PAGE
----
The coming of Spring signifies change. Out of the darkness of winter, the light and warmth of the new season stir the soul into action. This is the time to get rid of unwanted items in your life, rearrange what you currently hoard, consider positive additions for your lifestyle, and remove/clean anything in range to prepare for Spring’s rebirth of life.

For me, Spring is the time for a re-evaluation. An attempt at the changing of my mindset to a more positive level. This same feeling of despair to change and create aggressive, positive vibes also occurs to me after New Year’s Eve. ( see this blog’s creation for a prime example back in 2012) This season has this effect on me due to a few life changing events that rest in Spring’s embrace: April 22nd being my sobriety date( this year will be 6 years alcohol/drug-free) and my birthday on May 29th. I do not know exactly why my birthday depresses me so much as of late, but my acting belief is that the stagnant feeling of not moving forward is the root cause. A side note example could also be the enormous buzz about the 39-year-old Boston Marathon winner, more specifically aiming at his age ( yes, I will be 39 this coming May). I realize now that passion alone cannot bring about change. It takes ambition, drive, and a shit load of persistence to keep that creative engine moving.


This article by Tom Monteleone, retrieved from the Cemetery Dance website, is a great read to inspire and evaluate your goals as a writer. His advice about really looking at your time management and how you spend your days struck me as a great way to break down my days to schedule writing time and more of it.


This article is from the CD website as well. A personal favorite of mine, I keep looking back at Wagner’s piece as there is so much information packed into it. I bought almost every recommended book he listed, and many I would never have even known existed. These are the types of inspirational articles and advice I crave so much in my life.

At present, I am in the last week of my Social Media class online at SNHU in which this blog is acting as a piece of the final assignment. I am glad that this class gave me the chance to redesign the blog and to think about ways to stay more active for future posts. I appreciate all the views, feedback, and comments as always. A special thank you for Bracken MacLeod for guest blogging with an awesome post about social media and the writer( and for saying I’m talented too in the re-blog, LOL).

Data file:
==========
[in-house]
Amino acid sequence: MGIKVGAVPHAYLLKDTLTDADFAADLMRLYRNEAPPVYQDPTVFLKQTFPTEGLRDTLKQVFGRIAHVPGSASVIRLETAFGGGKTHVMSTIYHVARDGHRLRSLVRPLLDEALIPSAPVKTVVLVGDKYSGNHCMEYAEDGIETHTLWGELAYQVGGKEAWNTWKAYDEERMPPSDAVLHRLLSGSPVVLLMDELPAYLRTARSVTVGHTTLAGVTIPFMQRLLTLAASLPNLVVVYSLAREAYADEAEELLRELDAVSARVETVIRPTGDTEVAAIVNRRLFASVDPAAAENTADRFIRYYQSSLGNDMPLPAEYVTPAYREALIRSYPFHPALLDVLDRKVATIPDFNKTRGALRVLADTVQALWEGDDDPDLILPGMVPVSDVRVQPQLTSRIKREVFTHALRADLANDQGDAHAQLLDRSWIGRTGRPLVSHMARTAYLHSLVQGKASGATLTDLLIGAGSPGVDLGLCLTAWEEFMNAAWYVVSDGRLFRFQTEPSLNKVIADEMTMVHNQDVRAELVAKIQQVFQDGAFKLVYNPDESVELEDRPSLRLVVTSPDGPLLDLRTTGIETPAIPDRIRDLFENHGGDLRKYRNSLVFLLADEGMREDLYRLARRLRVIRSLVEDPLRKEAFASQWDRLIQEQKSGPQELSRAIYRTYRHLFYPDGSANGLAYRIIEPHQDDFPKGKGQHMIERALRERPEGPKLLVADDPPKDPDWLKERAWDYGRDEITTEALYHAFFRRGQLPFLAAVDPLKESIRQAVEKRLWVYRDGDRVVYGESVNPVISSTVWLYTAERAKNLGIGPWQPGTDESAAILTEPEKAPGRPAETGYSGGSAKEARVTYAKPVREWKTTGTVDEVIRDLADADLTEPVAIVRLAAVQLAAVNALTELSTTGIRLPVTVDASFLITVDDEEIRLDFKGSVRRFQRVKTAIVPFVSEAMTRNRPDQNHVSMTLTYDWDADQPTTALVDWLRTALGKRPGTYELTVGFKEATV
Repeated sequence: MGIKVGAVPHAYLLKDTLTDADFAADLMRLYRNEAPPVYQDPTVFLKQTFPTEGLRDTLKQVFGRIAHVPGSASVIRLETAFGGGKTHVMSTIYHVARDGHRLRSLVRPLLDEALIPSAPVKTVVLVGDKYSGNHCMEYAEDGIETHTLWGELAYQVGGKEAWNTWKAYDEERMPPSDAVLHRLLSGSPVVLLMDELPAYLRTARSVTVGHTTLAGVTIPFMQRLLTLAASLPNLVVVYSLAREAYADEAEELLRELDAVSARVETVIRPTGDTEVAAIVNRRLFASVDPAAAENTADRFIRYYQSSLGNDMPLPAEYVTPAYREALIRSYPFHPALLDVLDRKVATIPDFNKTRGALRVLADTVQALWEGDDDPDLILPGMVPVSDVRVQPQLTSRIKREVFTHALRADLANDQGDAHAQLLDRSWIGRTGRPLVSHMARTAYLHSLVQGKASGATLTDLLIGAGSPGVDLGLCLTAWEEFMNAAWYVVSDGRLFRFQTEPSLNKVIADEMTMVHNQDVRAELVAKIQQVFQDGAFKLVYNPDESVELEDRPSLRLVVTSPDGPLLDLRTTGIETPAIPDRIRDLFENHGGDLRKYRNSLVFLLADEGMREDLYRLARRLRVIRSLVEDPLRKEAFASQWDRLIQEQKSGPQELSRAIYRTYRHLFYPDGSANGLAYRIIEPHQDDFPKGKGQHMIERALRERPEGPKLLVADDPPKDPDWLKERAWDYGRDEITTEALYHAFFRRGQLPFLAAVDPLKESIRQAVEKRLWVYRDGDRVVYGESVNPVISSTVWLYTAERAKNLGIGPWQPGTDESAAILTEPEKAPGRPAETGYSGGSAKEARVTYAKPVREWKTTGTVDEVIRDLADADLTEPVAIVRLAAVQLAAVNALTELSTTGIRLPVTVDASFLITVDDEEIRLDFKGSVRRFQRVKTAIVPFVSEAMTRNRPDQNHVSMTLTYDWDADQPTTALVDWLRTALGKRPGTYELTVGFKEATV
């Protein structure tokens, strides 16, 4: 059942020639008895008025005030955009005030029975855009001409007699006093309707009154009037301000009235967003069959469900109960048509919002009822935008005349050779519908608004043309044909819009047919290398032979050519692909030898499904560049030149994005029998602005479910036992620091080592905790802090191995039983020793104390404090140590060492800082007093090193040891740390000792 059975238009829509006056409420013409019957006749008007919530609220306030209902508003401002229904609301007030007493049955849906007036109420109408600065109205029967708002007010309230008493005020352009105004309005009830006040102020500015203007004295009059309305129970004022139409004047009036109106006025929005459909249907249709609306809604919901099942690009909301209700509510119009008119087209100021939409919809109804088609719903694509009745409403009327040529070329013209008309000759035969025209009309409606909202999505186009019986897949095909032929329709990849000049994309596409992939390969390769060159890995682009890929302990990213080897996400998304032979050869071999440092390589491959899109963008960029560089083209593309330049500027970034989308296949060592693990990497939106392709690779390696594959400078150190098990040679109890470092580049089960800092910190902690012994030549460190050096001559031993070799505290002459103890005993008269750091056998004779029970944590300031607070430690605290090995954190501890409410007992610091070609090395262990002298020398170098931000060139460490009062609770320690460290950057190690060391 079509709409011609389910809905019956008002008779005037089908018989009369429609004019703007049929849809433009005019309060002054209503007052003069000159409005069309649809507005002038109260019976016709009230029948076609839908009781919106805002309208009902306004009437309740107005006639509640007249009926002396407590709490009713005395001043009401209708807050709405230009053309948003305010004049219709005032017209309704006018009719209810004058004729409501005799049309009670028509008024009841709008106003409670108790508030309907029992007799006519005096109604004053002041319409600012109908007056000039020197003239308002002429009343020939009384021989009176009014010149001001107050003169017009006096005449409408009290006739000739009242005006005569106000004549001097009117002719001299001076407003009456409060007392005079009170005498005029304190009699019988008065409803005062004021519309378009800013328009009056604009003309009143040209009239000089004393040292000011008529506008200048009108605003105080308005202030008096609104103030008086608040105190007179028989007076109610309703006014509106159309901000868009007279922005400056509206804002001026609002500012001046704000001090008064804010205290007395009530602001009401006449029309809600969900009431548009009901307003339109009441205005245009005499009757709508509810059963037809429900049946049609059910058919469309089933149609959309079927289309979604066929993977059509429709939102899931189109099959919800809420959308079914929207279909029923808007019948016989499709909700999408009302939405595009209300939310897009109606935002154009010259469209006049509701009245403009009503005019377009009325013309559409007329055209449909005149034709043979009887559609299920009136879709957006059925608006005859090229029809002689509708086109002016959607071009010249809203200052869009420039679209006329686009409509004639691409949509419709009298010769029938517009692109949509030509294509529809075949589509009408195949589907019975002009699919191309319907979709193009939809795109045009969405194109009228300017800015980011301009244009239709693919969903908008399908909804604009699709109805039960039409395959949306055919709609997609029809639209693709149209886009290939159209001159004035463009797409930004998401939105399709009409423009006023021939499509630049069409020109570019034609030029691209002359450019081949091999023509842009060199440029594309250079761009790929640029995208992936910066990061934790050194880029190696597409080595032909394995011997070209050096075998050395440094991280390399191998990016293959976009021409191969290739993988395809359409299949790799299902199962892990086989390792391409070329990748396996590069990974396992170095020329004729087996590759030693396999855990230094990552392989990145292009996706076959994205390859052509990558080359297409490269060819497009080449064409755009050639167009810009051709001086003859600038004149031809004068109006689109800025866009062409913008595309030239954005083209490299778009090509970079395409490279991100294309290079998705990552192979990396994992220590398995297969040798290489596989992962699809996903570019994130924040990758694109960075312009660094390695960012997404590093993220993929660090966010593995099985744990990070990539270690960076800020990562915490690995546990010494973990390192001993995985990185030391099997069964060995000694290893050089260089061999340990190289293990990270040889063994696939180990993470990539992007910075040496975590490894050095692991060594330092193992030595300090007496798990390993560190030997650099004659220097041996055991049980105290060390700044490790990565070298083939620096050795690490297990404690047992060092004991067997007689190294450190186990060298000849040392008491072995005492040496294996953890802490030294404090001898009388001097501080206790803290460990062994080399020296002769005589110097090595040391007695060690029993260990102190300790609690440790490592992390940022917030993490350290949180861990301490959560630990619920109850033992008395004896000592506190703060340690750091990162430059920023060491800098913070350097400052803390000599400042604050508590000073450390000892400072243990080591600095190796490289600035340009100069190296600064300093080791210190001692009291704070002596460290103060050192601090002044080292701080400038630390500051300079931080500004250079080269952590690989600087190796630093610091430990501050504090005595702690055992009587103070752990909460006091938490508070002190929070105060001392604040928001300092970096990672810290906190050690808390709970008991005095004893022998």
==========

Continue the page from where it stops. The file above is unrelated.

Look for some new posts soon, as I attempt to re-evaluate, attain a more structured schedule, and get back to every day reading to start back up the ‘On Writing Challenge’ to myself perhaps with a more strict deadline.







Image  —  Posted: April 23, 2014 in Uncategorized
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That ugly bastard that creeps and lingers around the essence of the “creative’s” soul. It feeds by slowly killing the passion of individuals still willing to strive for their dreams. Author C.C. Hunter explains a few ways to overcome self-doubt, and give a breath of sanity between the attacks:


1) Be Aware of Peer Pressure.

We preach this to our kids but so often we forget that the bad habits of the people we hang out with are as contagious as a stomach virus. If you’re hanging out with negative people, people who have lost their ability to chase their dreams, you’re at risk of becoming just like them. Find positive people who validate your dreams and work ethics to share your life and support your journey.

2) Ward off the message that you don’t know what you’re doing by continually growing as a writer.

Read how-to books, take classes, attend those writer meetings and listen to what other writers offer as advice.

3) Mentor someone else.

Nothing can inspire you more than helping and encouraging another person. Telling others that they have to believe in themselves is a sure-fire way or rekindling your own self-confidence. It also creates karma.

4) Be leery of ruts.

If you’re not feeling the passion for your writing, try spicing things up by doing something different. Try writing something in a new genre, or try writing something in a different point of view. Nothing can get you out of a rut quicker than feeling challenged.

5) Accept that sometimes you are going to fail.

That you’re going to make mistakes. That you’re going to get rejections—that it might take you years to accomplish what you want to accomplish. Understand that you aren’t the first person to get fifty rejections, or a hundred, or even a thousand. The truth is, the number of rejections you receive doesn’t matter. You are not defeated until you let yourself be defeated.


Chasing the dream of the creative life has more than its share of hardships and difficulties. The majority of people work full-time, raise children, spend time with loved ones, support families, run hundreds of daily errands, and so much other stuff. Time management for a creative is practically non-existent because each new day can have a varied outcome. Here are some great links to support the writer in your life, and the latter is a fantastic blog post on writers and relationships:



For readers of this blog who are NOT creatives or writers, replace the term “writer” with whatever passion you need in your life (examples like playing music, scrapbooking, carpentry, automotive, etc– you get the idea).

In closing, I would love some feedback from other writers/ creatives to post their own time management techniques, tips, or routines to give an overall impression of how the modern writer utilizes their time to pursue their dreams.

Together we can find some ways to make that ugly bastard self-doubt run back to its hole in the wall for a while enough to enjoy a day’s peace of mind.